These days many people are asking: how did things get so bad, why are we in this mess? Because we are in a helluva mess. I do not think anyone anywhere disputes that statement.
In his book The Tyranny of Merit: What’s Become of the Common Good, Michael Sandel, a moral philosopher and public intellectual, who also happens to be a tenured Harvard professor (if that impresses the reader), attempts to supply an answer, or at least a partial answer. And for my money, it is a pretty compelling read on the situation.
It has to do with the pernicious, compounding effects of the ill-considered, widespread (mis)application of a concept called meritocracy, a damning illustration of good intentions gone awry, the unintended and thus far untreated consequences threatening the health and longevity of human society.
The book should be required reading for anyone running for office, or anyone voting for anyone running for office.
Here Sandel discusses the misdiagnosis of a now common malady called populist nationalism; I quote at some length:
Some denounce the upsurge of populist nationalism as little more than a racist, xenophobic reaction against immigrants and multiculturalism. Others see it mainly in economic terms, as a protest against job losses brought about by global trade and new technologies.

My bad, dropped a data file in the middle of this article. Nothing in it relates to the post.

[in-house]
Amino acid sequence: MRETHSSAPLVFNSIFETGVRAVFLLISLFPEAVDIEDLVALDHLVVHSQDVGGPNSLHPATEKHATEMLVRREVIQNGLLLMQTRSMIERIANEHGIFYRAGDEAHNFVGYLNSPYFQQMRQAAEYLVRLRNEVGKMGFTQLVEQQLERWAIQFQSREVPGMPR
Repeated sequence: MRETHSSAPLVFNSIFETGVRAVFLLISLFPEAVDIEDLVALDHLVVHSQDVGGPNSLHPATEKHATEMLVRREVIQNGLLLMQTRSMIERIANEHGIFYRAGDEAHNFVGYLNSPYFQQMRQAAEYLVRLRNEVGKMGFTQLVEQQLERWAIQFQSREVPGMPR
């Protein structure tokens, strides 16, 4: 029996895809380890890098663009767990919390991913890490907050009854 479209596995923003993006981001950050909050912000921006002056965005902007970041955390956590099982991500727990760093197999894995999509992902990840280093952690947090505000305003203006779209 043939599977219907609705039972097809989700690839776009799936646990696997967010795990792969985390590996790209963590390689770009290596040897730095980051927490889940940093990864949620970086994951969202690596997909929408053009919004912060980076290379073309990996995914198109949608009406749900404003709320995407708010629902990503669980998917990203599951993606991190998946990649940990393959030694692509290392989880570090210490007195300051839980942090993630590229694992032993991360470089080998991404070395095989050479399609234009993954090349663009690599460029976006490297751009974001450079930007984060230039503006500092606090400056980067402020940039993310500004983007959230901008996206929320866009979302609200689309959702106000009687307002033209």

But it is a mistake to see only the bigotry in populist protest or to view it only as an economic complaint. Like the triumph of Brexit in the United Kingdom, the election of Donald Trump in 2016 was an angry verdict on decades of rising inequality and a version of globalization that benefits those at the top but leaves ordinary citizens feeling disempowered. It was also a rebuke for a technocratic approach to politics that is tone-deaf to the resentments of people who feel the economy and the culture have left them behind.
The hard reality is that Trump was elected by tapping a wellspring of anxieties, frustrations, and legitimate grievances to which the mainstream parties had no compelling answer.
Construing populist protest as either malevolent or misdirected absolves governing elites of responsibility for creating the conditions that have eroded the dignity of work and left many feeling disrespected and disempowered. The diminished economic and cultural status of working people in recent decades is not the result of inexorable forces; it is the result of the way mainstream political parties and elites have governed.
The elites are now alarmed, and rightly so, at the threat to democratic norms posed by Trump and other populist-backed autocrats. But they fail to acknowledge their role in prompting the resentment that led to the populist backlash. They do not see that the upheavals we are witnessing are a political response to a political failure of historical proportions.